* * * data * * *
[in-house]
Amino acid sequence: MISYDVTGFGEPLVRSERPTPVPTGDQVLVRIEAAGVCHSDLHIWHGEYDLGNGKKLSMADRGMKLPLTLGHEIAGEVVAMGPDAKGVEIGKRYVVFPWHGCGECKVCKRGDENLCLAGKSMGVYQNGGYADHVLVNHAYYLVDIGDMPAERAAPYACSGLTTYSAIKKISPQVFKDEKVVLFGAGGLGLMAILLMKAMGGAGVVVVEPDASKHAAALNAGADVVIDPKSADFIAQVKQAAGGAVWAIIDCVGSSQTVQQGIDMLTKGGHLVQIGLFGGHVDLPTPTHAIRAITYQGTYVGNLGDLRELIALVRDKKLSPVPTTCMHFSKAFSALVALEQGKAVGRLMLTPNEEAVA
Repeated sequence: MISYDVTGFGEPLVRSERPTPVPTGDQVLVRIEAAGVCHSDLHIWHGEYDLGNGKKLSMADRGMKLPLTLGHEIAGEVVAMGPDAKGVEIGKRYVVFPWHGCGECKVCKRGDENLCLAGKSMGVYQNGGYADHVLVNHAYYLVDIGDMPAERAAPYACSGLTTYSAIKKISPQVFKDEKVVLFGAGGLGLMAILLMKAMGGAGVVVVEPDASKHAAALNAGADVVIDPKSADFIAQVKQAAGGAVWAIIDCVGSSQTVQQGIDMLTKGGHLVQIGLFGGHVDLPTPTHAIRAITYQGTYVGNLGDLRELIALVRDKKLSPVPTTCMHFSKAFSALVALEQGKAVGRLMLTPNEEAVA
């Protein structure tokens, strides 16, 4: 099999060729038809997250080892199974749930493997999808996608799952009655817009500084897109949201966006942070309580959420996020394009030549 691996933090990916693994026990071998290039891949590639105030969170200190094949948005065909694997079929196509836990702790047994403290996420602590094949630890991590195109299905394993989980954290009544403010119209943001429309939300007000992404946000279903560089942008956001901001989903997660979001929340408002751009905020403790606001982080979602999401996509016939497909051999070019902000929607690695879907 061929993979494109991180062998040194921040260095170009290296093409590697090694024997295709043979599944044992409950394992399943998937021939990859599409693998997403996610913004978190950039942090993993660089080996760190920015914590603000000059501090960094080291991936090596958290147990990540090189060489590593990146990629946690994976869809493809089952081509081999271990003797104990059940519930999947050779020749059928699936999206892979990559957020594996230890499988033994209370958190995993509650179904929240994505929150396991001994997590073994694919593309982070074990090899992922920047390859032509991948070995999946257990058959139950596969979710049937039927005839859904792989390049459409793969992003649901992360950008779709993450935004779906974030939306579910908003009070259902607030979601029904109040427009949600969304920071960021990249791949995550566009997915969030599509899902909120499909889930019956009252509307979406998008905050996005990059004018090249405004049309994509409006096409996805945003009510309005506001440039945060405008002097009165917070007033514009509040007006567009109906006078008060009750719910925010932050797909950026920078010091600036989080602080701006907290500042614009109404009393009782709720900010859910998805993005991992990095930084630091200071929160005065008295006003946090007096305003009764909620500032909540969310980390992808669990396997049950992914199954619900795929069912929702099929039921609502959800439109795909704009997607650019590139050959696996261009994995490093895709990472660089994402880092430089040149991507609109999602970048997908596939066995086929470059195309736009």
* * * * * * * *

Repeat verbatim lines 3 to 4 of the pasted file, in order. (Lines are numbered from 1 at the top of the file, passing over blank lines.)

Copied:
Repeated sequence: MISYDVTGFGEPLVRSERPTPVPTGDQVLVRIEAAGVCHSDLHIWHGEYDLGNGKKLSMADRGMKLPLTLGHEIAGEVVAMGPDAKGVEIGKRYVVFPWHGCGECKVCKRGDENLCLAGKSMGVYQNGGYADHVLVNHAYYLVDIGDMPAERAAPYACSGLTTYSAIKKISPQVFKDEKVVLFGAGGLGLMAILLMKAMGGAGVVVVEPDASKHAAALNAGADVVIDPKSADFIAQVKQAAGGAVWAIIDCVGSSQTVQQGIDMLTKGGHLVQIGLFGGHVDLPTPTHAIRAITYQGTYVGNLGDLRELIALVRDKKLSPVPTTCMHFSKAFSALVALEQGKAVGRLMLTPNEEAVA
């Protein structure tokens, strides 16, 4: 099999060729038809997250080892199974749930493997999808996608799952009655817009500084897109949201966006942070309580959420996020394009030549 691996933090990916693994026990071998290039891949590639105030969170200190094949948005065909694997079929196509836990702790047994403290996420602590094949630890991590195109299905394993989980954290009544403010119209943001429309939300007000992404946000279903560089942008956001901001989903997660979001929340408002751009905020403790606001982080979602999401996509016939497909051999070019902000929607690695879907 061929993979494109991180062998040194921040260095170009290296093409590697090694024997295709043979599944044992409950394992399943998937021939990859599409693998997403996610913004978190950039942090993993660089080996760190920015914590603000000059501090960094080291991936090596958290147990990540090189060489590593990146990629946690994976869809493809089952081509081999271990003797104990059940519930999947050779020749059928699936999206892979990559957020594996230890499988033994209370958190995993509650179904929240994505929150396991001994997590073994694919593309982070074990090899992922920047390859032509991948070995999946257990058959139950596969979710049937039927005839859904792989390049459409793969992003649901992360950008779709993450935004779906974030939306579910908003009070259902607030979601029904109040427009949600969304920071960021990249791949995550566009997915969030599509899902909120499909889930019956009252509307979406998008905050996005990059004018090249405004049309994509409006096409996805945003009510309005506001440039945060405008002097009165917070007033514009509040007006567009109906006078008060009750719910925010932050797909950026920078010091600036989080602080701006907290500042614009109404009393009782709720900010859910998805993005991992990095930084630091200071929160005065008295006003946090007096305003009764909620500032909540969310980390992808669990396997049950992914199954619900795929069912929702099929039921609502959800439109795909704009997607650019590139050959696996261009994995490093895709990472660089994402880092430089040149991507609109999602970048997908596939066995086929470059195309736009």